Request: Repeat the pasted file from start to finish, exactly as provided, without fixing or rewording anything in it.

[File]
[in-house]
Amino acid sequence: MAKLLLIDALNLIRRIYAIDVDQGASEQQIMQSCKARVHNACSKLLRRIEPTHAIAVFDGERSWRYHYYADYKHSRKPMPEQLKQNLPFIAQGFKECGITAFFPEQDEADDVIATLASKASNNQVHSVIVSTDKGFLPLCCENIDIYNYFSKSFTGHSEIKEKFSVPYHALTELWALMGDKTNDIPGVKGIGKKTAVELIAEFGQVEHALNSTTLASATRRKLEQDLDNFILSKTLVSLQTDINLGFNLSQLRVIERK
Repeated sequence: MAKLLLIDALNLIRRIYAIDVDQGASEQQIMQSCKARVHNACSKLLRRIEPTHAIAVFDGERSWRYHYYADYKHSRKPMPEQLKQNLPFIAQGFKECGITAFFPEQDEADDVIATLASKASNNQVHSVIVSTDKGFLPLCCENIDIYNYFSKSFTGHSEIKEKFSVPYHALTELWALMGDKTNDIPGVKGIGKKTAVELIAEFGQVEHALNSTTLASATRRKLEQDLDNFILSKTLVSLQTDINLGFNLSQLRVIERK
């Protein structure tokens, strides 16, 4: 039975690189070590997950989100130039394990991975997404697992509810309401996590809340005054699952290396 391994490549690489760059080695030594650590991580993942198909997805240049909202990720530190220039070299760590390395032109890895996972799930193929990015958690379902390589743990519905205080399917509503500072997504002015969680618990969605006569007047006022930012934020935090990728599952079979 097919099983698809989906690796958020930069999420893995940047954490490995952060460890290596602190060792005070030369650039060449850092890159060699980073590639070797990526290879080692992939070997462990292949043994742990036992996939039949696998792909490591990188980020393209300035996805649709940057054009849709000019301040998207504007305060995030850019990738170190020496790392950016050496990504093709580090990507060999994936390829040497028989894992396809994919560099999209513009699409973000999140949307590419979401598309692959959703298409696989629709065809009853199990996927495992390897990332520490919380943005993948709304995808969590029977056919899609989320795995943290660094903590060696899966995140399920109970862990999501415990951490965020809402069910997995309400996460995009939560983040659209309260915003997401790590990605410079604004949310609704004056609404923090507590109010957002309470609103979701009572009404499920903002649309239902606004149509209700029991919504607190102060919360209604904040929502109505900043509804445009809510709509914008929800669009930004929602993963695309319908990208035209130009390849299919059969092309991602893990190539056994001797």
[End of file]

[in-house]
Amino acid sequence: MAKLLLIDALNLIRRIYAIDVDQGASEQQIMQSCKARVHNACSKLLRRIEPTHAIAVFDGERSWRYHYYADYKHSRKPMPEQLKQNLPFIAQGFKECGITAFFPEQDEADDVIATLASKASNNQVHSVIVSTDKGFLPLCCENIDIYNYFSKSFTGHSEIKEKFSVPYHALTELWALMGDKTNDIPGVKGIGKKTAVELIAEFGQVEHALNSTTLASATRRKLEQDLDNFILSKTLVSLQTDINLGFNLSQLRVIERK
Repeated sequence: MAKLLLIDALNLIRRIYAIDVDQGASEQQIMQSCKARVHNACSKLLRRIEPTHAIAVFDGERSWRYHYYADYKHSRKPMPEQLKQNLPFIAQGFKECGITAFFPEQDEADDVIATLASKASNNQVHSVIVSTDKGFLPLCCENIDIYNYFSKSFTGHSEIKEKFSVPYHALTELWALMGDKTNDIPGVKGIGKKTAVELIAEFGQVEHALNSTTLASATRRKLEQDLDNFILSKTLVSLQTDINLGFNLSQLRVIERK
């Protein structure tokens, strides 16, 4: 039975690189070590997950989100130039394990991975997404697992509810309401996590809340005054699952290396 391994490549690489760059080695030594650590991580993942198909997805240049909202990720530190220039070299760590390395032109890895996972799930193929990015958690379902390589743990519905205080399917509503500072997504002015969680618990969605006569007047006022930012934020935090990728599952079979 097919099983698809989906690796958020930069999420893995940047954490490995952060460890290596602190060792005070030369650039060449850092890159060699980073590639070797990526290879080692992939070997462990292949043994742990036992996939039949696998792909490591990188980020393209300035996805649709940057054009849709000019301040998207504007305060995030850019990738170190020496790392950016050496990504093709580090990507060999994936390829040497028989894992396809994919560099999209513009699409973000999140949307590419979401598309692959959703298409696989629709065809009853199990996927495992390897990332520490919380943005993948709304995808969590029977056919899609989320795995943290660094903590060696899966995140399920109970862990999501415990951490965020809402069910997995309400996460995009939560983040659209309260915003997401790590990605410079604004949310609704004056609404923090507590109010957002309470609103979701009572009404499920903002649309239902606004149509209700029991919504607190102060919360209604904040929502109505900043509804445009809510709509914008929800669009930004929602993963695309319908990208035209130009390849299919059969092309991602893990190539056994001797």